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Poker Bad Beats

Kevin Gong

January 8th, 2007

In this analysis, I'll exam bad beats in Texas Hold'em poker. For those of you not familiar with this form of poker (who have perhaps been hiding under a rock the last couple years), please reference other web pages to read about the rules. I'll assume you know the basics in this article.

For the purpose of this analysis, a bad beat is a situation in which you receive an unexpectedly bad outcome. How unexpected? Let's look at what would generally be conceived as the worst possible pre-flop bad beat. I wrote a computer program to calculate different hands against each other, and the worst case is KK vs K2o, where one of the kings is the same suit as the 2. For example, KH KD vs. KC 2H. In this case, the pocket kings win 94.92 percent of the time. Put another way, the pocket kings will lose one out of every 19.7 times. To lose this would be the worst possible pre-flop bad beat in terms of expected value -- you had 94.92% pot equity, and received 0.

The worst possible pre-flop bad beat in terms of expected value is KK vs. K2o. The K2o wins 1 out of every 19.7 times.

As an aside, the worst hand to have against AA is A9o, which wins 1 out of every 16.9 times. The best hand to have against pocket aces is 65s, which will win 1 out of every 4.34 times. Quite a difference! (no, I am not advocating treating 65s like a great hand, but against pocket aces it is the best)

Oh, but wait...there's one hand we didn't discuss. What about AA vs. AA? Sure, it's unlikely, but in this case, how likely are you to lose? Since you basically have the same hand, you can only lose to a flush. What are the chances of 4 or 5 hearts coming on the board? Note that it's possible that 5 hearts come and make a straight flush that splits the pot: 23456, 34567, 45678, 56789, 6789T, 789TJ, 89TJQ, so we have to take those into account.

  • 5 hearts (no split): ((12 choose 5) - 7) / (48 choose 5) = 785 / 1712304 [because there are 12 hearts left, and 48 cards total out of the original 52 card deck; there are 7 hands which split the pot]
  • 4 hearts: (12 choose 4) * 36 / (48 choose 5) = 45 / 4324 [there are 36 non-hearts left in the deck]
  • total: (785 / 1712304) + (45 / 4324) = 18605 / 1712304 = approximately 1 / 92.03

Since your opponent can hit either of two different suits, the probability of him winning is 2 * (1/92.03) = 1/46.02. This means that you will lose the entire pot only once out of 46.02 times. That's much worse than 1 out of 19.7 times. In terms of expected value, however, this is definitely not close to the KK vs. K2o case, as your expected value is 50% of the pot. So getting 0 after expecting 50% in some sense is not a horrible beat.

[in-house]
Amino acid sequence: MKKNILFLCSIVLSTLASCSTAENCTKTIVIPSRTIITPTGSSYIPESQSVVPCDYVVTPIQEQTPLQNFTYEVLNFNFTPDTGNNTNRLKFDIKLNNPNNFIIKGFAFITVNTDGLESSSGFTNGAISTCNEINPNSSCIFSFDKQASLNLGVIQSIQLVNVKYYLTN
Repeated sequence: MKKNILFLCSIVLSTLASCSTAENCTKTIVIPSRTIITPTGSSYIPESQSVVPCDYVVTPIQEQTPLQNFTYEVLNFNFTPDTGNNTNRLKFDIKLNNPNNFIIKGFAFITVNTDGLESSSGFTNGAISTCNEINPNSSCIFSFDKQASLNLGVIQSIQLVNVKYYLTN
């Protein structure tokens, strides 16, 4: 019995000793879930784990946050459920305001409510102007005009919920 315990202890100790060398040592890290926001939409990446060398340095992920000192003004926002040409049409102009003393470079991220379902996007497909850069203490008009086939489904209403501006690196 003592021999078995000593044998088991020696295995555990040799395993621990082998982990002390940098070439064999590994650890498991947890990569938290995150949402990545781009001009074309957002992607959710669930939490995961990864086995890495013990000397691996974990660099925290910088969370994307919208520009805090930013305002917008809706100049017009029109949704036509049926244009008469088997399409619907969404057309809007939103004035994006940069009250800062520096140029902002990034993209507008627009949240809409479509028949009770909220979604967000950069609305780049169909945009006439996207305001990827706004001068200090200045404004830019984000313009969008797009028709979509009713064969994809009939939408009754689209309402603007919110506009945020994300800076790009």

Still, there are hypothetical situations in which we would care more about not losing, rather than our expected value. For example, suppose you are on the bubble in a tournament (i.e., the next person out gets no prize money, but everyone after that does). You only have enough money to cover the big blind, but there are many other players left who have even less than you do. So all you want to do is survive this hand and make it into the money. If everyone folds to the small blind, and you look down and find pocket aces in the big blind, you actually would love it if your opponent had AA, as that would mean you will survive 45/46 times (97.8%). On the other hand, if your opponent had A9o, you would only survive 94.08% of the time.

The question is, is losing with AA vs. AA the worst possible pre-flop bad beat? Nope. Let's examine the case of AKo vs. AKo, where you both have the same suits. For example, AH KD vs. AD KH. In this case, you can only lose with the AH KD if 4 or more diamonds come (but not the following 5-diamond cases: 23456, 34567, 45678, 56789, 6789T, 789TJ, x9TJQ, or the 4-diamond case QJT9x), or if it comes QJT9 of hearts and you lose to a straight flush. Any other heart flush is fine, since you have the AH:

  • 5 diamonds (no split): ((11 choose 5) - 13)/ (48 choose 5) = 449 / 1712304 [because there are 11 hearts left, and 48 cards total out of the original 52 card deck, and 13 cases which give you a straight flush to at least split]
  • 4 diamonds: ((11 choose 4) - 1) * 37 / (48 choose 5) = 259 / 36432 [there are 37 non-hearts left in the deck; remove the one case of QJT9x]
  • QJT9 of hearts: 44 / (48 choose 5) = 1 / 38916
  • total: (449 / 1712304) + (259 / 36432) + (1 / 38916) = 2111 / 285384 = approximately 1 / 135.2

Much worse than 1 out of 46. But is it the worst? No, in fact the worst case is 32o vs. 32o. Let's take the example of 3H 2D vs. 3D 2H. You lose with the 3H 2D if the board shows 4567x diamonds (but not 45678), or if 4 diamonds come:

  • 4567x diamonds (not 45678): 6 / (48 choose 5) = 1 / 285384
  • 4 diamonds: (11 choose 4) * 37 / (48 choose 5) = 185 / 25944 [there are 37 non-hearts left in the deck]
  • total: (1 / 285384) + (185 / 25944) = 509 / 71346 = approximately 1 / 140.17

The worst possible pre-flop bad beat in terms of least likely to lose is 32o vs. 32o where the suits match. You opponent will win 1 out of every 140.07 times.

So there you have it. I am sure you will become a much better poker player armed with this knowledge. Just kidding!


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